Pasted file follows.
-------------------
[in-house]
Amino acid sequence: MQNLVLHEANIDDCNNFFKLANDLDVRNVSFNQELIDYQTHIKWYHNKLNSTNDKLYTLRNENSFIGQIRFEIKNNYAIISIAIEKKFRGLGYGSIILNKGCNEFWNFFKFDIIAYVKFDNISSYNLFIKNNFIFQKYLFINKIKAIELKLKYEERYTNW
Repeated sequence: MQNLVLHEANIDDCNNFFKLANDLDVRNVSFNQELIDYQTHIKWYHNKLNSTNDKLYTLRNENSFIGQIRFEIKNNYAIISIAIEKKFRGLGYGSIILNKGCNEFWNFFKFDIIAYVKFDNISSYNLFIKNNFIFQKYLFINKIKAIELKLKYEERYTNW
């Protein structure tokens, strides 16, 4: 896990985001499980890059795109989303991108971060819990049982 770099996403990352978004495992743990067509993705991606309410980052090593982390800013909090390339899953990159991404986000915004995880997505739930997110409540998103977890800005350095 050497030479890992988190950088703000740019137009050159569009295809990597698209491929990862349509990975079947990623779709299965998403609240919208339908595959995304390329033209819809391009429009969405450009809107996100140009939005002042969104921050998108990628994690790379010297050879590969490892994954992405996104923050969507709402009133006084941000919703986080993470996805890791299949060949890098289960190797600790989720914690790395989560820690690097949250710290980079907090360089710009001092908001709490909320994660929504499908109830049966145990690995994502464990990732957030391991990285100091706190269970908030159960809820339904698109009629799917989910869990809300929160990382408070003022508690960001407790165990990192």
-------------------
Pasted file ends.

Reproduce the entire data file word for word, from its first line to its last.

[in-house]
Amino acid sequence: MQNLVLHEANIDDCNNFFKLANDLDVRNVSFNQELIDYQTHIKWYHNKLNSTNDKLYTLRNENSFIGQIRFEIKNNYAIISIAIEKKFRGLGYGSIILNKGCNEFWNFFKFDIIAYVKFDNISSYNLFIKNNFIFQKYLFINKIKAIELKLKYEERYTNW
Repeated sequence: MQNLVLHEANIDDCNNFFKLANDLDVRNVSFNQELIDYQTHIKWYHNKLNSTNDKLYTLRNENSFIGQIRFEIKNNYAIISIAIEKKFRGLGYGSIILNKGCNEFWNFFKFDIIAYVKFDNISSYNLFIKNNFIFQKYLFINKIKAIELKLKYEERYTNW
């Protein structure tokens, strides 16, 4: 896990985001499980890059795109989303991108971060819990049982 770099996403990352978004495992743990067509993705991606309410980052090593982390800013909090390339899953990159991404986000915004995880997505739930997110409540998103977890800005350095 050497030479890992988190950088703000740019137009050159569009295809990597698209491929990862349509990975079947990623779709299965998403609240919208339908595959995304390329033209819809391009429009969405450009809107996100140009939005002042969104921050998108990628994690790379010297050879590969490892994954992405996104923050969507709402009133006084941000919703986080993470996805890791299949060949890098289960190797600790989720914690790395989560820690690097949250710290980079907090360089710009001092908001709490909320994660929504499908109830049966145990690995994502464990990732957030391991990285100091706190269970908030159960809820339904698109009629799917989910869990809300929160990382408070003022508690960001407790165990990192």